February 24, 2022 Russia-Ukraine news

By Aditi Sangal, Meg Wagner, Adrienne Vogt, Melissa Macaya, Rob Picheta, Lauren Said-Moorhouse, Ed Upright, Maureen Chowdhury and Fernando Alfonso III, CNN

Updated 8:06 a.m. ET, February 25, 2022
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10:42 a.m. ET, February 24, 2022

The EU is undecided on whether to cut Russia from a vital global payment network

From CNN's Luke McGee

As Western allies work on their coordinated response to the Russian invasion of Ukraine, there appears to be a real possibility that the European Union might take the controversial step of cutting Russia off from SWIFT, a high-security payment network that connects thousands of financial institutions around the world.

Removing Russia from SWIFT would make it almost impossible for financial institutions to send money in or out of the country. This would seriously impact Russian businesses with foreign customers and could do real damage to the country's economy.

However, EU nations are split on whether to take this step or not. Senior EU sources have told CNN that there is a divide in the member states between countries like Poland, Estonia, Latvia and Lithuania who want SWIFT as part of the sanctions package that will be announced later today, and the likes of Germany, Italy, Hungary and Cyprus, who have stronger economic ties to Russia and do not want SWIFT included in the new sanctions.

A senior EU diplomat said “there is a conversation happening” but believes it is “likely” the economic interests will win the argument and Brussels will not cut Russia from SWIFT.

9:43 a.m. ET, February 24, 2022

On the ground: In Lviv, Ukraine, air raid sirens have sounded for the first time since World War II 

From CNN’s Tamara Qiblawi and Mohammed Tawfeeq in Lviv, Ukraine 

People wait in line at a gas station in Lviv, Ukraine, on February 24.
People wait in line at a gas station in Lviv, Ukraine, on February 24. (Yuriy Dyachyshyn/AFP/Getty Images)

On Thursday morning, air raid sirens sounded in the western Ukrainian city of Lviv for the first time — outside of regular drills — since World War II. Like clockwork, the picturesque city transformed from a tourist hotspot to a place preparing for war.

Even as TV screens flashed warnings of an imminent attack on the country in recent days, tour groups continued to flock the city’s cobblestoned streets, where dazzling baroque-style architecture stretches for miles. Diplomatic missions and international groups fled to the relative safety of Lviv from the capital Kyiv shortly after.

But that bubble burst when Russia attacked three locations — military facilities — in the Lviv region on Thursday morning.

"It was very tough this morning," Lviv Deputy Mayor Andriy Moskalenko told CNN on Thursday morning. "This morning, we had sirens and it was a sign for people to move to underground shelters ... the explosions were far away from the city."

Most shops in the city were shuttered. Long queues extended outside the few open stores— pharmacies, supermarkets, and even pet stores. The wait is over two hours long at most petrol pumps, or gas stations, where fuel is being rationed in an attempt to prevent fuel shortages.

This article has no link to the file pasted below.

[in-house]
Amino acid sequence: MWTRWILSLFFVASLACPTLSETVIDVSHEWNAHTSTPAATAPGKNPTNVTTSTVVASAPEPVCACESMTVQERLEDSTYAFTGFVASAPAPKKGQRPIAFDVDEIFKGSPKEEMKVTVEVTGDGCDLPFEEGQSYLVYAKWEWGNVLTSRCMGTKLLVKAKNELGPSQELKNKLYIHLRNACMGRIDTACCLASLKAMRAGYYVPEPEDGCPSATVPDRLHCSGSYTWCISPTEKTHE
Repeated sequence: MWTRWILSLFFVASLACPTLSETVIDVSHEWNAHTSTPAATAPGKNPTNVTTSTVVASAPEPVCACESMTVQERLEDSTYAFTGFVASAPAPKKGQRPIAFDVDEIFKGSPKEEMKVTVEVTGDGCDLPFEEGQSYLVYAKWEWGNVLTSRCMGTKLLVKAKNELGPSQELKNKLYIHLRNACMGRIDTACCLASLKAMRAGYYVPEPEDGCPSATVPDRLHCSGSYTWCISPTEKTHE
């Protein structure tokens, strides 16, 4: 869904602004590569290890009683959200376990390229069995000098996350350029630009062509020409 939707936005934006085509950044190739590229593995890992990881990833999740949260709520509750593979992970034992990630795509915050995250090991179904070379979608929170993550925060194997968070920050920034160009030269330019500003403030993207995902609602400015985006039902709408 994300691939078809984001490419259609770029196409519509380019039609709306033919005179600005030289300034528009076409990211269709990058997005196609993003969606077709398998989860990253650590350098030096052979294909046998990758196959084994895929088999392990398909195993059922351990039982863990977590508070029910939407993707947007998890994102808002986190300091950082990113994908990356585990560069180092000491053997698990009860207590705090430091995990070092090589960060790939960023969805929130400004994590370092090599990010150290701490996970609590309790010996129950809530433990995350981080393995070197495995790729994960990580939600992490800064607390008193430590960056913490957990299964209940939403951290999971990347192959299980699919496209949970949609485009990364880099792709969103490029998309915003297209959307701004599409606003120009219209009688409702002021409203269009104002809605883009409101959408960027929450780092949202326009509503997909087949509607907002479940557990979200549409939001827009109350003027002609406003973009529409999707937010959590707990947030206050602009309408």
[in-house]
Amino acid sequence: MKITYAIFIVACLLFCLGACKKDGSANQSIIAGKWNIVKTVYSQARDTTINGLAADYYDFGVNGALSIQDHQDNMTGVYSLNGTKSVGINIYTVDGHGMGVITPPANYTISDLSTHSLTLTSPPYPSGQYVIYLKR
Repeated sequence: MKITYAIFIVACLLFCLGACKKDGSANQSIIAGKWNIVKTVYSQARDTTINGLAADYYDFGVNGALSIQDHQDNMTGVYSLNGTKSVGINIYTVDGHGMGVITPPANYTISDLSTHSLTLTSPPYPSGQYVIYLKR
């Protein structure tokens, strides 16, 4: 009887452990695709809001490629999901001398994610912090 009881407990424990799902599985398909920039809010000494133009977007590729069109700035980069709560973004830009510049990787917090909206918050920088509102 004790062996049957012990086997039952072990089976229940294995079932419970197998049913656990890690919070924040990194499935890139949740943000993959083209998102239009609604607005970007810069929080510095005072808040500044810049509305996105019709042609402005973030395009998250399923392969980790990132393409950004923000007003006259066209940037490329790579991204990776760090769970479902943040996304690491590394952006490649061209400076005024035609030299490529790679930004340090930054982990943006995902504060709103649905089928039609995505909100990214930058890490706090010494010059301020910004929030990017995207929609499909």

Svetlana Locotova lets out a hearty laugh from a long queue outside a cash machine. She’s on the phone with her relatives in the heavily shelled eastern Ukrainian city of Kharkiv, where many of the city's inhabitants are taking cover in the city’s subway station.

Next to her is her 12-year-old daughter, Margarita. Speaking to CNN, but also — it would seem — to her daughter, who nervously forces a smile, she says cheerily, “It’s totally normal that this would happen. I expected this queue. This is just how people react."

She and Margarita have just returned from a shooting range — a common pastime here lately. “We’re confident, but we’re preparing for the worst,” she says.

People here go about the day with a sense of defiance, even as the city seems transformed. “Ukraine is no stranger to war” is the common refrain. The change in mood is almost imperceptible. Many still exchange smiles and jokes, even as they speak about preparing their homes to receive relatives from the significantly harder-hit east of the country.

“Ukrainian society got used to war, not at this scale of course. But we’re used to it,” says Lviv-based Maria Toma, an official at the Mission for Russian-occupied Crimea at the Ukrainian president’s office.

“What I would like to see is [Russian President Vladimir Putin] at The Hague in court,” says Toma. “I believe he will be convicted as a war criminal.” 

9:27 a.m. ET, February 24, 2022

An air raid warning has been issued in Kyiv by the city's government 

From CNN's Anastasia Graham-Yooll

An air raid warning has been issued by the Kyiv city government.

All residents are being asked to seek underground shelters. Air sirens can be heard across Kyiv.

9:58 a.m. ET, February 24, 2022

Biden administration considering moving more US troops further east in Europe

From CNN's Barbara Starr

NATO Secretary General Jens Stoltenberg gives a statement on Russia's attack on Ukraine, at NATO headquarters in Brussels, Belgium, on February 24.
NATO Secretary General Jens Stoltenberg gives a statement on Russia's attack on Ukraine, at NATO headquarters in Brussels, Belgium, on February 24. (John Thys/AFP/Getty Images)

The Biden administration is considering moving more US forces already in Europe to countries further east due to the massive Russian firepower so close to allies, according to a US official familiar with the matter.  

NATO has given the Supreme Allied Commander Europe, US General Tod Wolters, the authority to activate NATO defense stance, which would include the capability to activate the NATO Response Force, according to a US official and a European diplomatic source.